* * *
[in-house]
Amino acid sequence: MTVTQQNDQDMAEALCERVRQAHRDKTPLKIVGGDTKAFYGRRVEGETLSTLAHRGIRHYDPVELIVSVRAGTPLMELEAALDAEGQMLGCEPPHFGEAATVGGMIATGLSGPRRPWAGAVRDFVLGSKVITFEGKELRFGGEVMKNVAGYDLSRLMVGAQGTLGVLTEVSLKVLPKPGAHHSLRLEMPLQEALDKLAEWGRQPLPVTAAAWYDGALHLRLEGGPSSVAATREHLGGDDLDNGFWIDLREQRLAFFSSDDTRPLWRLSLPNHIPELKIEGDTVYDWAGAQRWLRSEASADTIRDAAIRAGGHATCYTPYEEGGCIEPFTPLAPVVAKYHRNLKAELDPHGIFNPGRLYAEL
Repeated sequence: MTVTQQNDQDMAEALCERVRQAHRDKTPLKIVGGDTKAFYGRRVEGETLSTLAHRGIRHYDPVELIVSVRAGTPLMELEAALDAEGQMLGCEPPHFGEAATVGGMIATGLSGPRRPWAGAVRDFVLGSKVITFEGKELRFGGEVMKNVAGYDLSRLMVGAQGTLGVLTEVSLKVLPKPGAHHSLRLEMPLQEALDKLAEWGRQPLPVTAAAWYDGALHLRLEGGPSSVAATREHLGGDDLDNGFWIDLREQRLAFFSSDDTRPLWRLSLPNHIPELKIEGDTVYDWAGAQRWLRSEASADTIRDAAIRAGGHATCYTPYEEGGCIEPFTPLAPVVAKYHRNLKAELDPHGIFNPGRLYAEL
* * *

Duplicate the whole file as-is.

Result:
[in-house]
Amino acid sequence: MTVTQQNDQDMAEALCERVRQAHRDKTPLKIVGGDTKAFYGRRVEGETLSTLAHRGIRHYDPVELIVSVRAGTPLMELEAALDAEGQMLGCEPPHFGEAATVGGMIATGLSGPRRPWAGAVRDFVLGSKVITFEGKELRFGGEVMKNVAGYDLSRLMVGAQGTLGVLTEVSLKVLPKPGAHHSLRLEMPLQEALDKLAEWGRQPLPVTAAAWYDGALHLRLEGGPSSVAATREHLGGDDLDNGFWIDLREQRLAFFSSDDTRPLWRLSLPNHIPELKIEGDTVYDWAGAQRWLRSEASADTIRDAAIRAGGHATCYTPYEEGGCIEPFTPLAPVVAKYHRNLKAELDPHGIFNPGRLYAEL
Repeated sequence: MTVTQQNDQDMAEALCERVRQAHRDKTPLKIVGGDTKAFYGRRVEGETLSTLAHRGIRHYDPVELIVSVRAGTPLMELEAALDAEGQMLGCEPPHFGEAATVGGMIATGLSGPRRPWAGAVRDFVLGSKVITFEGKELRFGGEVMKNVAGYDLSRLMVGAQGTLGVLTEVSLKVLPKPGAHHSLRLEMPLQEALDKLAEWGRQPLPVTAAAWYDGALHLRLEGGPSSVAATREHLGGDDLDNGFWIDLREQRLAFFSSDDTRPLWRLSLPNHIPELKIEGDTVYDWAGAQRWLRSEASADTIRDAAIRAGGHATCYTPYEEGGCIEPFTPLAPVVAKYHRNLKAELDPHGIFNPGRLYAEL